First Sunday after Trinity – June 14, 2020

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Reading: Luke 6:12-13, 17-19 – Tilly

“One of those days Jesus went out to a mountainside to pray, and spent the night praying to God.

13 When morning came, he called his disciples to him and chose twelve of them, whom he also designated apostles.


“He went down with them and stood on a level place. A large crowd of his disciples was there and a great number of people from all over Judea, from Jerusalem, and from the coastal region around Tyre and Sidon, 18 who had come to hear him and to be healed of their diseases. Those troubled by impure spirits were cured, 19 and the people all tried to touch him, because power was coming from him and healing them all.”

SLIDE 3-title slide


  1. The text Tilly just read for us is one we’ve talked about on and off since the first Sunday we met, March 29. The great devotional writer Henri Nouwen pointed out the threefold movement that takes place in the course of these few verses. First, SLIDE 4 Jesus spends the night in solitude in prayer with the Father
  2. Then SLIDE 5 he came to his disciples, and called out 12 who would be called apostles (“sent out ones”), and he formed a community with them, which—for the next two years—would travel, eat, pray and minister together.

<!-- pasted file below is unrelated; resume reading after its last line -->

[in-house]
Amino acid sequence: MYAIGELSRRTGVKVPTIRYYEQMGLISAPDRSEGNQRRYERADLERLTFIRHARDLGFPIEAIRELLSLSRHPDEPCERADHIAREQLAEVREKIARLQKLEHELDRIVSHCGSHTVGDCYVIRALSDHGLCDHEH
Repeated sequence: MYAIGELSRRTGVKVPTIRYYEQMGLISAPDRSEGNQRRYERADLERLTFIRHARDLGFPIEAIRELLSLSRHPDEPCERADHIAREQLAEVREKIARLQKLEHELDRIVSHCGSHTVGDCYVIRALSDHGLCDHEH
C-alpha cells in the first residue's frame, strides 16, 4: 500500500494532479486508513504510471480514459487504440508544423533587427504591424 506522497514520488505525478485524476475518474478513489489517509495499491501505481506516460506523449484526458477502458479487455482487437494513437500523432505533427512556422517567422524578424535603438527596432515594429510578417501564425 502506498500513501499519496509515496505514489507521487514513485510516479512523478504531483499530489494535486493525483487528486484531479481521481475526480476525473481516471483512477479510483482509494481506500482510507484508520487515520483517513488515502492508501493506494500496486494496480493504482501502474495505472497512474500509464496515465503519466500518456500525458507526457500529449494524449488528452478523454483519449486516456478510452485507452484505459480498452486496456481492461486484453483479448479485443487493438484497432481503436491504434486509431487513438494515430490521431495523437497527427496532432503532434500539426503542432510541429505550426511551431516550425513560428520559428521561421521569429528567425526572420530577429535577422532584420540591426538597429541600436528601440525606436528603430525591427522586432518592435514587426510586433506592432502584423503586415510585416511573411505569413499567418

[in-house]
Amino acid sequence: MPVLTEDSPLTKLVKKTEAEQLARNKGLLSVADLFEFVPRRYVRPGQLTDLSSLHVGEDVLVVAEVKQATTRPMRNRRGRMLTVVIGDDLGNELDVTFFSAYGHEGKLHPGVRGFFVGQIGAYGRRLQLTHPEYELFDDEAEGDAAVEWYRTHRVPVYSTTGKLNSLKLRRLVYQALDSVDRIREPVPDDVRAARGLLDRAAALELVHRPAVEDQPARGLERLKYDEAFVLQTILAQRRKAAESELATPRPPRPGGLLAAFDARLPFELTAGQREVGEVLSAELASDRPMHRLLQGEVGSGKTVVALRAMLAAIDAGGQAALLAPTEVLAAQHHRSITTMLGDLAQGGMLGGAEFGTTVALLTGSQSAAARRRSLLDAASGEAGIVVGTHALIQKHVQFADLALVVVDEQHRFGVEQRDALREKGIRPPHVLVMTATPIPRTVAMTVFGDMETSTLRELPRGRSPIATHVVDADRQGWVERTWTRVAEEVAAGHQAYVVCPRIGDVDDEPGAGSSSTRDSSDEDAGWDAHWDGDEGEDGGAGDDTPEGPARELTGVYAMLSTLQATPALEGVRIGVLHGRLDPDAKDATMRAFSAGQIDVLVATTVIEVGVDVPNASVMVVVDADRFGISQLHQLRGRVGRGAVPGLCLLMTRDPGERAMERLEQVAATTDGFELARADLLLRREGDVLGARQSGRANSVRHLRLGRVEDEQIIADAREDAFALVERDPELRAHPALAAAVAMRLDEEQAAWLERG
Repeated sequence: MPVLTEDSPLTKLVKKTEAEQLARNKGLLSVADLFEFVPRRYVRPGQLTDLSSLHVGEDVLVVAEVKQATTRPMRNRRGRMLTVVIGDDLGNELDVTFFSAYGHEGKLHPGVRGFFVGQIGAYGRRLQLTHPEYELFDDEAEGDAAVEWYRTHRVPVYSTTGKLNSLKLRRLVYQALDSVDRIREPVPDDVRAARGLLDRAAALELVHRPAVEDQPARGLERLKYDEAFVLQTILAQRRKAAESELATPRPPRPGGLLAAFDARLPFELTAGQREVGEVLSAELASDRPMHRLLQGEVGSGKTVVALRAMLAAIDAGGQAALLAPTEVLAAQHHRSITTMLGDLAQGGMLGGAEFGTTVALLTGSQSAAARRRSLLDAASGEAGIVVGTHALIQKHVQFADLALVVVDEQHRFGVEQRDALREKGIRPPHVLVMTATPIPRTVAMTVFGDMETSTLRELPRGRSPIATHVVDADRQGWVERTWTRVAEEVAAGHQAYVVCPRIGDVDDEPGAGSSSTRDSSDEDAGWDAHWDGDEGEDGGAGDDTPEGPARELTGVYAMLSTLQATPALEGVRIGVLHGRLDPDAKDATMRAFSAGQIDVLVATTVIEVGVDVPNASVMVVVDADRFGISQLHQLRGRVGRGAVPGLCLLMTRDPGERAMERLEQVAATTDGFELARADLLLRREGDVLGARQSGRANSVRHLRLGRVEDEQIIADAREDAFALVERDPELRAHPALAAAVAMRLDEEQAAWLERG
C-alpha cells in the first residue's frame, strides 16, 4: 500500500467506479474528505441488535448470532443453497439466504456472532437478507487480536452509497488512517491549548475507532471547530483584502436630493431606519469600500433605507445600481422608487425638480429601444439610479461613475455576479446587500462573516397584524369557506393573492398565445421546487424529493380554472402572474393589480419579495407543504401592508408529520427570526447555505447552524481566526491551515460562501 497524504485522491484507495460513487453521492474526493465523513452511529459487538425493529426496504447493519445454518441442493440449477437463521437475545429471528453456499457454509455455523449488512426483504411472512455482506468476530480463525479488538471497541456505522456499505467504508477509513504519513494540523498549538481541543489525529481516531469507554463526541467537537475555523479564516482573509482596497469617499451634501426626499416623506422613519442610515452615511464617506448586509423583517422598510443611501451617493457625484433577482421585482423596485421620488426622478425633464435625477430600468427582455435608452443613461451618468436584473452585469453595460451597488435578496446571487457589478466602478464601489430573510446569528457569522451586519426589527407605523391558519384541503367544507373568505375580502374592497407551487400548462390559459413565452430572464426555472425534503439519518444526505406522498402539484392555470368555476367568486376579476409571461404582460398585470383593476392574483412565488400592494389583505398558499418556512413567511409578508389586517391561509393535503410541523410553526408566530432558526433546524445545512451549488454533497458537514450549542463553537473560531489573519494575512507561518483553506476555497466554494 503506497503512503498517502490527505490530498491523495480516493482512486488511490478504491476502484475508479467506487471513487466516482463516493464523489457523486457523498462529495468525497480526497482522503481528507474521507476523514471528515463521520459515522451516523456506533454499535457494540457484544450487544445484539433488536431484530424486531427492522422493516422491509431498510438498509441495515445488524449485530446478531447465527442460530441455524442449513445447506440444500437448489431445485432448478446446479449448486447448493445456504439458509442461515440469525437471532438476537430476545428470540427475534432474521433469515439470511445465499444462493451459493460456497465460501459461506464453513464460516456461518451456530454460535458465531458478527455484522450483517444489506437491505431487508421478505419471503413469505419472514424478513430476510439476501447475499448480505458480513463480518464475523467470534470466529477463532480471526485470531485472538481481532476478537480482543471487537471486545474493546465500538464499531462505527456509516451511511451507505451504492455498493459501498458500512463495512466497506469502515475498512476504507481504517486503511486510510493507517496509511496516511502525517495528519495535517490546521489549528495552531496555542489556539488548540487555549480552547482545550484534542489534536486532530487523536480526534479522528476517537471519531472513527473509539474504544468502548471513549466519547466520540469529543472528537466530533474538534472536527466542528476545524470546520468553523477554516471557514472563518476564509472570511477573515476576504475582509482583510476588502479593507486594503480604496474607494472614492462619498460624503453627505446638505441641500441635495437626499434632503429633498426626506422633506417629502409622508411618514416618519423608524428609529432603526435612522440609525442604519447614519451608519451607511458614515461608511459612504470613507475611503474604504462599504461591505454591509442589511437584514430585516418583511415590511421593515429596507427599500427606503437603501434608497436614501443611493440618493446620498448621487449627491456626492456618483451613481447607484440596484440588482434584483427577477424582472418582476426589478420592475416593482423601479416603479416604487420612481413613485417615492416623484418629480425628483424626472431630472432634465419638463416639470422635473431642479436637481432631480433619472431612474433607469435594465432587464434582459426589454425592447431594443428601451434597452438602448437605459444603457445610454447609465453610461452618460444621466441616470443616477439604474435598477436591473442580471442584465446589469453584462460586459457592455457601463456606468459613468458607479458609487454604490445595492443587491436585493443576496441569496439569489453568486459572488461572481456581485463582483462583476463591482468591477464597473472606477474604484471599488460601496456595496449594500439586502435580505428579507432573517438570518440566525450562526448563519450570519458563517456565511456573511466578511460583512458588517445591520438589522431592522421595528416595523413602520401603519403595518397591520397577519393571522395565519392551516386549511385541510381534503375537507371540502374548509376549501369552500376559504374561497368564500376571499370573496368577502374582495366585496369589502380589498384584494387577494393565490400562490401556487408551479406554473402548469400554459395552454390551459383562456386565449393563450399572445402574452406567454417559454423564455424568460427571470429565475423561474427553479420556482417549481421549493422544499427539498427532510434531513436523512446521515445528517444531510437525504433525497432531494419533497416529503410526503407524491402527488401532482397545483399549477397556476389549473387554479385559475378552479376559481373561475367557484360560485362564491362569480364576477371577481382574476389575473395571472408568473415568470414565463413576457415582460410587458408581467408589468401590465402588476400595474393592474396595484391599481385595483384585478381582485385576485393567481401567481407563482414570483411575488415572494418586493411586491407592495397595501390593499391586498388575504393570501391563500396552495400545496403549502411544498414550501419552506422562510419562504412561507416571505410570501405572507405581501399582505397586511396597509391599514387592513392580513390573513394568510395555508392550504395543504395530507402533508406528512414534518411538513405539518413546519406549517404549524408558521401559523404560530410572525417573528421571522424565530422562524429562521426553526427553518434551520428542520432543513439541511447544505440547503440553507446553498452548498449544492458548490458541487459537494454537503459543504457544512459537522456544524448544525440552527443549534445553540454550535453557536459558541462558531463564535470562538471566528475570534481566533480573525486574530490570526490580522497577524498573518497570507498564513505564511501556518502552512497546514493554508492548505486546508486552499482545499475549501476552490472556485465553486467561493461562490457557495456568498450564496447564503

3. Then he, SLIDE 6 together with his apostles, went down to the base of the mountain to do ministry, serving the crowds of people who were gathered there. And the text specifically mentions that he taught them, he healed them of physical ailments and he freed them from the influence of dark powers.
  4. If we were to continue reading through the Gospel accounts, we would see that this threefold movement, from Solitude to Community to Ministry, typified Jesus’ way of doing life. In living this way, Jesus was showing us how to live as his followers.
  5. So, here at Holy Trinity Chico, we are being very intentional about observing this threefold movement as the pattern for our lives, both as individuals and collectively as a covenant community.